I consider myself a "老北京人" and my love for and pride in this city has been on display since my very first blog post. The slogan in 2001 when Beijing was bidding for the Olympics was "New Beijing, Great Olympics" and while its unclear how the latter will turn out, its obvious there has been "success" in achieving the former, whether that's a good thing has yet to be determined.
I've been in the "New Beijing" for about a month and my shock and dislike of many aspects of the city I call home is jarring. I've been meaning to blog about it, but after trying to combine it together in one post, I've quickly realized its best as a number of separate posts, though they will be interconnected.
To me, Beijing has always been the little city inside the 2nd Ring Road, or at the very most, inside the 3rd Ring Road. Thus, if there was someplace that I didn't choose to bike to or due to inclimate weather, the subway was always an excellent option for getting around. The movements toward a "New Beijing" that occurred during the first Olympic bid and also as preparation for the 50th Anniversary of China in 1999 were very welcome, an expanding of line 1 that was convenient for shoppers (Wangfujing, Yonganli) as well as tourists (Tiananmen East & West) and office workers (GuoMao). There was basically no place the loop line and line 1 couldn't take you (or at least a subway ride and a 10 minute bus/cab ride). The subway showed its age and could really use a good scrubbing, made all the more obvious riding the loop line after line 1 opened up, but it was convenient and never too crowded.
Over the past few years, as more and more people come to the city, the subway has gotten more crowded, but it always rationally so, during the morning/evening rush it could get pretty packed, but rarely (and only at the very height of rush hour) uncomfortably so.
However, the Beijing government has decided to reduce the prices of subway tickets to RMB2 and for your 2 kuai, you can now go ANYWHERE the subway will take you (instead of the previously scaled pricing). They've also ingeniously (sarcasm detector is going off the charts) decided to experiment with the proper number of cars needed at certain times of day. Well, the laobaixing have voted with their feet and now, no matter what time of day it is, if you're on the subway, expect a crowd. Whether its 7 pm on a Tuesday, 10 am on a Thursday, or 3 pm on a Sunday, don't expect to find a seat.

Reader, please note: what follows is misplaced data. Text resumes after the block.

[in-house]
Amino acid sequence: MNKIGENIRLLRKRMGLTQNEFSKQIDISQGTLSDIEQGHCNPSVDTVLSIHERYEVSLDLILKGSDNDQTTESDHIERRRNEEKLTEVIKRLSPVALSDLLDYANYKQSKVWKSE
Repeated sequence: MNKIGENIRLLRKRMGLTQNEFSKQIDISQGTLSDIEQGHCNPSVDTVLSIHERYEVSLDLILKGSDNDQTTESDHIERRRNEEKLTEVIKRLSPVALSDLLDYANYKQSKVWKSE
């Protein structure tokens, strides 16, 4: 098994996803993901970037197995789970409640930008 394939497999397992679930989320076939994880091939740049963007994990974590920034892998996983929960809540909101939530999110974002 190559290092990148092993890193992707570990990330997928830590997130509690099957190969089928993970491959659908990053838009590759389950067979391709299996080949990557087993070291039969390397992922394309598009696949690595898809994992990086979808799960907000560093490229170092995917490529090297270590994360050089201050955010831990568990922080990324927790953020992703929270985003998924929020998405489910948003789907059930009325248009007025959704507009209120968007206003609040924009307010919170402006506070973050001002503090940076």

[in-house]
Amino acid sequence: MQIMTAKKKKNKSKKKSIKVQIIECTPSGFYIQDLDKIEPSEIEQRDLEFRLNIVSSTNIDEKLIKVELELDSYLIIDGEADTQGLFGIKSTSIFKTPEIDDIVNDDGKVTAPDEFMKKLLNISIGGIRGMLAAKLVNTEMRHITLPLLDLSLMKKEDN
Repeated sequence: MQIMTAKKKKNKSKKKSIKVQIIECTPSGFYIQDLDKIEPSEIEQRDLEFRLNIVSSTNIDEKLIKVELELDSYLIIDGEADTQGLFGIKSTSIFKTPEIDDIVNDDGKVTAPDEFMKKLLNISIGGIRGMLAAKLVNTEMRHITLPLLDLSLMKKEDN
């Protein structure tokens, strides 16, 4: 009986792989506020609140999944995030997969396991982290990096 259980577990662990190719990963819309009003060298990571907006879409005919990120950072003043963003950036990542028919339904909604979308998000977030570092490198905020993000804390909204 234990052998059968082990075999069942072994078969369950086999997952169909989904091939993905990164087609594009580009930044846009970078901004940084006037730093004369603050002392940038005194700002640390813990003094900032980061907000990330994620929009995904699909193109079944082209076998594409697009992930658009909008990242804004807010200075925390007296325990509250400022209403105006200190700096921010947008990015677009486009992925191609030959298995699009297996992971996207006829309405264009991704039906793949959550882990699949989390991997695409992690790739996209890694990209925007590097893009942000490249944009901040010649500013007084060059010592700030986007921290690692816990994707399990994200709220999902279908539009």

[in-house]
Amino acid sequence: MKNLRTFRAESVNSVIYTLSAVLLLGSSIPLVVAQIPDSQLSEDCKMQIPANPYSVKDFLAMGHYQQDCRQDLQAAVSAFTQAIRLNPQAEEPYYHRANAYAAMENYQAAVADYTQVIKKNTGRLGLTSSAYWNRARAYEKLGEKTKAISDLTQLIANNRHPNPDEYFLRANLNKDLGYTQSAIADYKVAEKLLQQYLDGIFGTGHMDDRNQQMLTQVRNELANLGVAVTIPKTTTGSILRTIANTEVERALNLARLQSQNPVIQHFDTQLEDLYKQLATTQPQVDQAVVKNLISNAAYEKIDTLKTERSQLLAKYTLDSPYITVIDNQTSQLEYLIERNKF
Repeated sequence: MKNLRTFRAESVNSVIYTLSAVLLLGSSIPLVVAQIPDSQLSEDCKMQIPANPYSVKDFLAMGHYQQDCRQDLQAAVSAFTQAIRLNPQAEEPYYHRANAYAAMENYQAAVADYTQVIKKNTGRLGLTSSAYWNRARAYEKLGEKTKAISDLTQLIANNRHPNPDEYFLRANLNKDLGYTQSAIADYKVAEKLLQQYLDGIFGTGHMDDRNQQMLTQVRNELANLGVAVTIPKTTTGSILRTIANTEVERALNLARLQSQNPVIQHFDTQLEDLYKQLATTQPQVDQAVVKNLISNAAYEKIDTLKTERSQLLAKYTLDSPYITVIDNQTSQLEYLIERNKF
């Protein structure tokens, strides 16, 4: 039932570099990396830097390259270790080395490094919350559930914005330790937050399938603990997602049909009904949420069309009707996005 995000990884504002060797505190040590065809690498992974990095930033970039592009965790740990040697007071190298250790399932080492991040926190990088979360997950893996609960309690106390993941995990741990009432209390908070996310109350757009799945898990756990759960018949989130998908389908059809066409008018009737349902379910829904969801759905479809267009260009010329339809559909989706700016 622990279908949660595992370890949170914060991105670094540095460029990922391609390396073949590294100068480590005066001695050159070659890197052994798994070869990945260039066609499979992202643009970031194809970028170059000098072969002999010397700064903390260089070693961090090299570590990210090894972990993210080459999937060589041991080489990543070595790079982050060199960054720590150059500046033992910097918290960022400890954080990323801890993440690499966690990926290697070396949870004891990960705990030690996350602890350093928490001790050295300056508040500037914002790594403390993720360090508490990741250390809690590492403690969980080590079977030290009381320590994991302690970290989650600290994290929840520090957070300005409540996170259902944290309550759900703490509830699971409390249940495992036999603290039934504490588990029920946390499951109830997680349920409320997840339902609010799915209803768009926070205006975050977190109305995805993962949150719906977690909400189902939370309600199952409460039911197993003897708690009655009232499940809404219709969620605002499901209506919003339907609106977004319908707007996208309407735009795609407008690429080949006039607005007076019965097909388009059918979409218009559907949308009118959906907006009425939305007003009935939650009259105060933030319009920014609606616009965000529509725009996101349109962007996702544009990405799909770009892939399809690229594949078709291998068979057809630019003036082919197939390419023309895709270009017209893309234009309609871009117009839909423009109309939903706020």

If its around 8 am or 6 pm, haha, you're in for an experience. First, just because a train is arriving doesn't mean you will get on, due to the lines it may be 2 or 3 trains later before you actually get on. Further, walking isn't necessary, just stand still and let the surge of the masses push you forward (as they surely will) and go from standing outside the train to finding yourself pushed into the middle of the car, squeezed tightly up against four people and with barely enough space to breath.
That said, if you wait until 9 (if your job gives you that sort of flexibility), the experience is much more humane. The subway is clean, with line 1 being cleaner overall than the older line 2 (the "loop line") stations, though the line 2 stations are often more interesting. The "notorious" nature of the subway and the smell talked about by this blogger is not something I've experienced. Granted, in the summer when you're squished that tightly against your fellow human and its already freaking hot outside, it can be a bit unpleasant and at the same time, you may be squeezed up against some peasant, but the subway cars and stations are pretty clean, especially compared to most major city subways around the world. Some of the older cars seem to have strange electrical problems at times, creating the surreal experience of riding (albeit briefly) in a dark subway car while an ultramodern, electronic led ad is showing just outside the subway window.
The Beijing subway is cheap, clean, and fast (and it even beat out Shanghai's subway, to my surprise). It's the best way to avoid the insane traffic on the streets and exceedingly easy for tourists to use as everything is well marked in Chinese and English, even which exits to use (something that was lacking in Shenzhen and I think Shanghai as well). As the city has expanded, so has the subway, and expansion is only going to continue in the run up to the Olympics. The great, old (very retro feel) paper tickets are now a thing of the past, but most Beijingers (me included) are happy about that, as most people use the modern transportation card that can be used on the subway and buses of Beijing. While I've avoided the crazy masses of the subway lately and once again returned to taking the bus (and in many cases been able to avoid the crowds), for my money, the subway is still the best way to get around the city.